There is an order to words. They require a certain moment in which to be spoken. Sometimes though we say things out of turn. And it all comes tumbling out, messy, and the order is broken. The order can be temporarily repaired through denial and suppression. We pretend so we can retain the sense of reality we had known; the forms we had made. Saying something violently uproots our precious securities.
Saying something has always been a favourite poem of mine. Carol Ann Duffy’s beautiful words blew my 15 year old mind as I peeled back the sensational nature of her language to pick out the styles and metaphors in my GCSE English exam.
I see you turning on the lights.
I remember this line being a point of contention. What could it mean? Surely it means more than someone was clicking a light switch. No it is a double-layered symbol. Turning on the lights: light of my life, relight my fire, you’re my flame – love and light, the cliches are endless.
For me I was always curious about those last two words: saying something. “This does not necessarily just refer to a verbal expression” remarked my English teacher. And true, the things that are said rarely capture the intent. Love poems always border dangerously between the cliche and tacky.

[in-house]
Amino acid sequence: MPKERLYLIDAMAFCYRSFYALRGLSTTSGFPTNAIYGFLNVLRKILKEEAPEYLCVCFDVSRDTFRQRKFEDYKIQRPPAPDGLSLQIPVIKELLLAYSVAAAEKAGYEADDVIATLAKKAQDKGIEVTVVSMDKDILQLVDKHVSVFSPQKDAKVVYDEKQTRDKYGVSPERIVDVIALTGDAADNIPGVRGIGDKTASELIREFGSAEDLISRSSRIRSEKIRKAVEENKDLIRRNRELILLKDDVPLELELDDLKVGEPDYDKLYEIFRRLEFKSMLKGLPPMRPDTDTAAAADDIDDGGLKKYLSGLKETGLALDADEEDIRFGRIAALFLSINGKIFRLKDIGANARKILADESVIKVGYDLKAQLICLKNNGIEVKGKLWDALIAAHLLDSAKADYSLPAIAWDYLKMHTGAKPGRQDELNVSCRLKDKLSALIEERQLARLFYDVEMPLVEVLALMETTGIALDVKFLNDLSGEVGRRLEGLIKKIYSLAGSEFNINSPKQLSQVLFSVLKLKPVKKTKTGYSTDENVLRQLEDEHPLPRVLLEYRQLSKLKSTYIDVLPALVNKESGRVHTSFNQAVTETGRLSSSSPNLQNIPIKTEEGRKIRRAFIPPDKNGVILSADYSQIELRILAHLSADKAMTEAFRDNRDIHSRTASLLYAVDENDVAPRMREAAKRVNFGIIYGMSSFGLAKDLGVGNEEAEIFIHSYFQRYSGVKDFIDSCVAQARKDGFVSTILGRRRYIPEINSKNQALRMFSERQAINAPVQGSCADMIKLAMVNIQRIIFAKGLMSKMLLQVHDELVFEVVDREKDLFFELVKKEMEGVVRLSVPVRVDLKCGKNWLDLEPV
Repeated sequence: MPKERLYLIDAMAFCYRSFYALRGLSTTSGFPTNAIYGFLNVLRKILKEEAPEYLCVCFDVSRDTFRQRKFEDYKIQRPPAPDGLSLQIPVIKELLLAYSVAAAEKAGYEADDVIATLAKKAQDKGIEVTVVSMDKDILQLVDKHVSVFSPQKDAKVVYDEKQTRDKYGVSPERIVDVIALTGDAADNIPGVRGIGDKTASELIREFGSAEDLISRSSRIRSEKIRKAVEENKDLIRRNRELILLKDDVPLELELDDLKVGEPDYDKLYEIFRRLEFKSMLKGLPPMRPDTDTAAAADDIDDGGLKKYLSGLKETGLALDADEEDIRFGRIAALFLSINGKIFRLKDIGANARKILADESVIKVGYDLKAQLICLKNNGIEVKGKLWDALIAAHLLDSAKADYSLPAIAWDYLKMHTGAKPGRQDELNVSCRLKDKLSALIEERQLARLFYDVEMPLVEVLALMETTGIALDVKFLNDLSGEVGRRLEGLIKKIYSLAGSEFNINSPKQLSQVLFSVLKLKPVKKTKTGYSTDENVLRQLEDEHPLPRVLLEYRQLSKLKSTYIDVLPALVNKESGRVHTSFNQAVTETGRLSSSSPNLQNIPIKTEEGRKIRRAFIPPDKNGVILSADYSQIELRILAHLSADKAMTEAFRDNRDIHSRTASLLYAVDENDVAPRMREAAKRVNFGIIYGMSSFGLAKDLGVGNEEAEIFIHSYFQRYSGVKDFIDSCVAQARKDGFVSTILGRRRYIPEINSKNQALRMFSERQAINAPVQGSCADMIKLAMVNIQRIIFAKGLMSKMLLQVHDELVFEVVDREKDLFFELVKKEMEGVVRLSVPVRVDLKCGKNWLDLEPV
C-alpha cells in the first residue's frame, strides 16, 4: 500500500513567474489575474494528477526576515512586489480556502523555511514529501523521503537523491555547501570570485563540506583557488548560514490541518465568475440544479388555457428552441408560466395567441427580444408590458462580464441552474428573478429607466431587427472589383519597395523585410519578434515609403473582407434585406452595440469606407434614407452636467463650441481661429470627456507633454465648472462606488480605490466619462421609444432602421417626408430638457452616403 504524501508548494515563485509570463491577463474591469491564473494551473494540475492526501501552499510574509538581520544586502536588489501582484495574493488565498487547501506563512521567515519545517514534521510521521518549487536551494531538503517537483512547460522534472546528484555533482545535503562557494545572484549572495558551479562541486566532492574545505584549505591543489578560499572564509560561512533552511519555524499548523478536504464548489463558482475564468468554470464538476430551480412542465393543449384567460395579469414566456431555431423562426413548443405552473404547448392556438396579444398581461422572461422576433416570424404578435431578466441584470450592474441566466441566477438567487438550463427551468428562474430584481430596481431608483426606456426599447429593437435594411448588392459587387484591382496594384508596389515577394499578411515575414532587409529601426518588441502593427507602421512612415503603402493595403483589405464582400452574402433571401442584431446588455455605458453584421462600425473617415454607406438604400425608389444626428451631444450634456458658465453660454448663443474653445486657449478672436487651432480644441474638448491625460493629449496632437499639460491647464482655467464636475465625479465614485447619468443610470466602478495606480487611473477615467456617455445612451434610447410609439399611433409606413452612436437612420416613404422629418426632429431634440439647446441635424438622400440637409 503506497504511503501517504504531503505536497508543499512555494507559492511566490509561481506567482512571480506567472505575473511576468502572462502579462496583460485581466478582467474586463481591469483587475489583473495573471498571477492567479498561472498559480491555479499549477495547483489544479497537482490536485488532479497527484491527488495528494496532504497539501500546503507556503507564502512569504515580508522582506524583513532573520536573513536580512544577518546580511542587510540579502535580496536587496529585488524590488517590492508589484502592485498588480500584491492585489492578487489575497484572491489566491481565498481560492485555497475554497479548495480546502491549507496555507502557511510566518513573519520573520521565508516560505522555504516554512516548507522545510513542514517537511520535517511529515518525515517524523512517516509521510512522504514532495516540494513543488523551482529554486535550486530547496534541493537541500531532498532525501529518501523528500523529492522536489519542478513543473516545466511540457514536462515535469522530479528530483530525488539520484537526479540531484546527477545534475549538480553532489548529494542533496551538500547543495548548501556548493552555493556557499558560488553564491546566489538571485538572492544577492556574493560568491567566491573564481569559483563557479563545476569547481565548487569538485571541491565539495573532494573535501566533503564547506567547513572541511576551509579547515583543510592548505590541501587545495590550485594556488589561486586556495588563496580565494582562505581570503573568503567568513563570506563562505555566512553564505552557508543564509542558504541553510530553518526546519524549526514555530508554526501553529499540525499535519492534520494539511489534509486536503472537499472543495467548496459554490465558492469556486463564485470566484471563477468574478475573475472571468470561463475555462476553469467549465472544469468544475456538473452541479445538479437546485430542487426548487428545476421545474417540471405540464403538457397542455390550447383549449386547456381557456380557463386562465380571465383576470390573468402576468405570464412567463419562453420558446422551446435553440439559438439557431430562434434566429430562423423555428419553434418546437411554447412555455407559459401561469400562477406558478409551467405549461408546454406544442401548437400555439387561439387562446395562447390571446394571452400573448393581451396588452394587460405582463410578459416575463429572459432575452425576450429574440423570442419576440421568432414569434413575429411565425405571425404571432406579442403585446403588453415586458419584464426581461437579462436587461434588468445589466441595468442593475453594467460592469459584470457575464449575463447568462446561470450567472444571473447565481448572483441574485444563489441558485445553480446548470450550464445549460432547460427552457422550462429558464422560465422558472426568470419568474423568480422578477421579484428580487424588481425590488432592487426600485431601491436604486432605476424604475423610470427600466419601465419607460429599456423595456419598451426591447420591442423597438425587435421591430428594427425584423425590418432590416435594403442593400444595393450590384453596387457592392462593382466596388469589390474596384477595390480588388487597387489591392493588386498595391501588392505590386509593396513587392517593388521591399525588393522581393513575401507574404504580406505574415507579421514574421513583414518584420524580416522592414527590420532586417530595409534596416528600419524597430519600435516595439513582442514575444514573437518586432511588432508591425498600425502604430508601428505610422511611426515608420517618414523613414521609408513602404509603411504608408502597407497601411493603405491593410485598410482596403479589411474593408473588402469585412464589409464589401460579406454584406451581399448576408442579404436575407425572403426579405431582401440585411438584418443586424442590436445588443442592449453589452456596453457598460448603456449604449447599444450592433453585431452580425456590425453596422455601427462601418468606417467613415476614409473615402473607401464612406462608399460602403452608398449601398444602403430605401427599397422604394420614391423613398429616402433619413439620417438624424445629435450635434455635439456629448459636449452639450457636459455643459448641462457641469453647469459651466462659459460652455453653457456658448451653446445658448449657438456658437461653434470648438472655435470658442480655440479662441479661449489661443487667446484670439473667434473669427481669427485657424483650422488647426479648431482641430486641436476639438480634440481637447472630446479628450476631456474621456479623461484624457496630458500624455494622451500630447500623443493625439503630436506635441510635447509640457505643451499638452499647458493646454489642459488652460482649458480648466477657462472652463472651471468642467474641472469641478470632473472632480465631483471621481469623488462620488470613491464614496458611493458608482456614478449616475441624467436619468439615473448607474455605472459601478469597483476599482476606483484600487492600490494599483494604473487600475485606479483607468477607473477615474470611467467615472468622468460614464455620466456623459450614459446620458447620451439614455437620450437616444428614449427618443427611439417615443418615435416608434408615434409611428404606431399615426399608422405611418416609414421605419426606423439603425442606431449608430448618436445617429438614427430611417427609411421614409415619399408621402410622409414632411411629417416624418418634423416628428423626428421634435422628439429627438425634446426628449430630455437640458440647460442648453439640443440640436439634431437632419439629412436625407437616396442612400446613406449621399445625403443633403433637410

It dawns on me I should really stop writing about love. Try my hand at something I actually do know: death, loss, darkness. Let me describe the absence for love is always an excess; grotesque and greedy.
Saying something. Words tend to caricature the emotion, the experience. And so we are left with the silent bodily sensations, the indecipherable, the formless, the transitory. And now I see it all just seeping away, a pitiful death, it never happened, I never knew you, it was only ever a lie. Exhausted the language, no codes to express. I’ve already said too much.